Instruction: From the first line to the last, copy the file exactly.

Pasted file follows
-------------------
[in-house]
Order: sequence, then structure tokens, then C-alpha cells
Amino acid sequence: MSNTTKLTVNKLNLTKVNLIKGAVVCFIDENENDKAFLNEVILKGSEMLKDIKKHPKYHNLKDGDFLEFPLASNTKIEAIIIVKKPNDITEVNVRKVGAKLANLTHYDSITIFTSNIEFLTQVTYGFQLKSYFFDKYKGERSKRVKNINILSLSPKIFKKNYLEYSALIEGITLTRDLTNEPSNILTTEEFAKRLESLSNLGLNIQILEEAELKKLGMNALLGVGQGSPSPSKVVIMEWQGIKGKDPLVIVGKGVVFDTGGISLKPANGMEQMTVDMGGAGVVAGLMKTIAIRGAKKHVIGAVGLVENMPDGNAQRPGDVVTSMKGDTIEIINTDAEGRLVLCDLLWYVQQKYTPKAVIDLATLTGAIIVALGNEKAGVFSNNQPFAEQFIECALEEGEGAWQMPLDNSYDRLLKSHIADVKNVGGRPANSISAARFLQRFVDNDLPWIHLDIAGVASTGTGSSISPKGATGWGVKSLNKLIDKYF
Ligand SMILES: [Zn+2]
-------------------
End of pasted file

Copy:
[in-house]
Order: sequence, then structure tokens, then C-alpha cells
Amino acid sequence: MSNTTKLTVNKLNLTKVNLIKGAVVCFIDENENDKAFLNEVILKGSEMLKDIKKHPKYHNLKDGDFLEFPLASNTKIEAIIIVKKPNDITEVNVRKVGAKLANLTHYDSITIFTSNIEFLTQVTYGFQLKSYFFDKYKGERSKRVKNINILSLSPKIFKKNYLEYSALIEGITLTRDLTNEPSNILTTEEFAKRLESLSNLGLNIQILEEAELKKLGMNALLGVGQGSPSPSKVVIMEWQGIKGKDPLVIVGKGVVFDTGGISLKPANGMEQMTVDMGGAGVVAGLMKTIAIRGAKKHVIGAVGLVENMPDGNAQRPGDVVTSMKGDTIEIINTDAEGRLVLCDLLWYVQQKYTPKAVIDLATLTGAIIVALGNEKAGVFSNNQPFAEQFIECALEEGEGAWQMPLDNSYDRLLKSHIADVKNVGGRPANSISAARFLQRFVDNDLPWIHLDIAGVASTGTGSSISPKGATGWGVKSLNKLIDKYF
Ligand SMILES: [Zn+2]